Thursday, November 3, 2016


This 1934 Argosy calls Robert Carse's Land of the Sword a "complete novel." At 39 pages the label is questionable but at that time Argosy could cram a lot of content into 144 pages by varying the font sizes for each story. In any event, it's Robert Carse and a nearly 40 page dose of his pulp work may be as good as other people's novels. It looks like the Muslims will be the bad guys in this one, but Ghazi Mustafa Kemal, better known to history as Kemal Ataturk, is cartoonist Stookie Allen's Man of Daring for this week for some balance. Max Brand continues Scourge of the Rio Grande, George F. Worts continues his Gillian Hazeltine serial The Mystery of the Five Bald Men, and Borden Chase and Edward Doherty conclude East River, while Anthony Rud  contributes the novelette "The Stained Tabu" and James Stevens (profiled in "Men Who Make the Argosy") and Capt William Outerson contribute short stories.  "The Weakest" was Outerson's (1910-2000) only Argosy story in a short pulp career followed by distinguished service in World War II and Korea. I guess he had better things to do.

Wednesday, November 2, 2016


H. W. Scott makes good use of the relatively cramped space he's left to work with in this 1940 Western Story cover. The banner took over the cover at the end of 1939 for no good reason, but on this occasion it enhances the sense of oppressive weight that Scott's man and horse appear to labor under -- more so, possibly, than the sun itself would. Inside, Harry Sinclair Drago's "book-length novel" Derricks of Hate weighs in at 44 pages, so the label may be a little bit of a stretch. With Election Day imminent that year, the weekly has a thematically relevant story, "Hep's Ballot Roundup" by Glenn H. Wichman. Luke Short continues his serial Gunsmoke Graze while Kenneth Gilbert, Harry F. Olmstead and Wayne D. Overholser contribute short stories. Short and Overholser were still relative newcomers compared to the other contributors, but they're probably the ones best remembered today.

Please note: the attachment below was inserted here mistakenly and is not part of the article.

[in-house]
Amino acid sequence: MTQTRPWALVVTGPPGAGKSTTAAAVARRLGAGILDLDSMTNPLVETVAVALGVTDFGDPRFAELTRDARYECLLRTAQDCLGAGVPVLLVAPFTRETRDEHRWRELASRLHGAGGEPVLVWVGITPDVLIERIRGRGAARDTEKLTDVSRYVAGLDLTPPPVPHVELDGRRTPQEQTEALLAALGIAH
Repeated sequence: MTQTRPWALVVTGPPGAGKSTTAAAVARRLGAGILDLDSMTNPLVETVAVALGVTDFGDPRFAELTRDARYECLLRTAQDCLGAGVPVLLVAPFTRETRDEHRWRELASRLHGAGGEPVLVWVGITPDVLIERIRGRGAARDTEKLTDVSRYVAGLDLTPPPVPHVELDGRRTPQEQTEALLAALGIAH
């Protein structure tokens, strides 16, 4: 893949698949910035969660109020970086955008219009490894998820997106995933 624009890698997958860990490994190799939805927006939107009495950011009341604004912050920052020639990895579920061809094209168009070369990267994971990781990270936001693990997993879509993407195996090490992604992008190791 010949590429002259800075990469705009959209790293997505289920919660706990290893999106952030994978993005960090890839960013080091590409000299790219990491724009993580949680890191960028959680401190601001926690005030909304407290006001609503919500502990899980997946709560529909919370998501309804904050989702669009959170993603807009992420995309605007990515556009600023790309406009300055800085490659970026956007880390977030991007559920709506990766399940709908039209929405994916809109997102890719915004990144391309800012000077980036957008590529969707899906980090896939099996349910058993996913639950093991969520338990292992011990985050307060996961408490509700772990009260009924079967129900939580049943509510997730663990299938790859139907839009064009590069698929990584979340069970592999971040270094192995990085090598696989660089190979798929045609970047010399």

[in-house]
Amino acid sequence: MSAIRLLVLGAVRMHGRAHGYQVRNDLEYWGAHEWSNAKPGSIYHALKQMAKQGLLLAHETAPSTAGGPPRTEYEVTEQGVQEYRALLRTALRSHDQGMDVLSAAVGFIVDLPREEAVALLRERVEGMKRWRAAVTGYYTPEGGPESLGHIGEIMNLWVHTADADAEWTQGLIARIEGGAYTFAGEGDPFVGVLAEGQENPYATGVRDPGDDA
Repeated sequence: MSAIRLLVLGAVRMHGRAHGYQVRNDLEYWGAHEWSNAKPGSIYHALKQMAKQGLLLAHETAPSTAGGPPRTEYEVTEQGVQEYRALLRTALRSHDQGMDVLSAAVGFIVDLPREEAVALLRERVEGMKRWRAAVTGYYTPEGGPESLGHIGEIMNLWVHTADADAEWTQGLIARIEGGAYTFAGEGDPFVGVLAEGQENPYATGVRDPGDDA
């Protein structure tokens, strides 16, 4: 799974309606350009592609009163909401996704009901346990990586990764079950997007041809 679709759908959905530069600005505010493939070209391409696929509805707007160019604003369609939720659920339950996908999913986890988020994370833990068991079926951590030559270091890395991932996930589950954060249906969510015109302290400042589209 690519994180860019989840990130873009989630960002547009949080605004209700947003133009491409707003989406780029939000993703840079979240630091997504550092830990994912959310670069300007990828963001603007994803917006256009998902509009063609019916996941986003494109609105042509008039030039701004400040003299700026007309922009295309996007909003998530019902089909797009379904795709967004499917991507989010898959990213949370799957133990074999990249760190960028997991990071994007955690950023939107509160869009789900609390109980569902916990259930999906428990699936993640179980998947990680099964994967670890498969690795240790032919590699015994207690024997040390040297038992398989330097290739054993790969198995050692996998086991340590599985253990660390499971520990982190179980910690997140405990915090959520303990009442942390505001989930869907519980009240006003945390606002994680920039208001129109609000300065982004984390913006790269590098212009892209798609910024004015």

Tuesday, November 1, 2016


For Dime Western in 1935, Walter Baumhofer illustrates one of the pitfalls of building a wall between the U.S. and Mexico: it could make it more difficult for Americans to get back where they belong. Dime was near the end of its early prosperity by this point; it would revert from twice-a-month to monthly in December. It would remain one of the best western pulps for almost two decades more. This issue gives you a fairly typical Dime Western lineup, led by the almost omnipresent Walt Coburn. "Bart Cassidy" and "Oliver King" are pseudonyms, the latter covering for Thomas E. Mount, the former for whoever could be roped into writing a Tensleep Maxon story, Edgar L. Cooper or Harry F. Olmstead. Tensleep, Dime's comedy relief, showed up even more often than Coburn did, and even received billing on the spine of the magazine. Never a fan of comic westerns, I can only shrug and let others have their entertainment.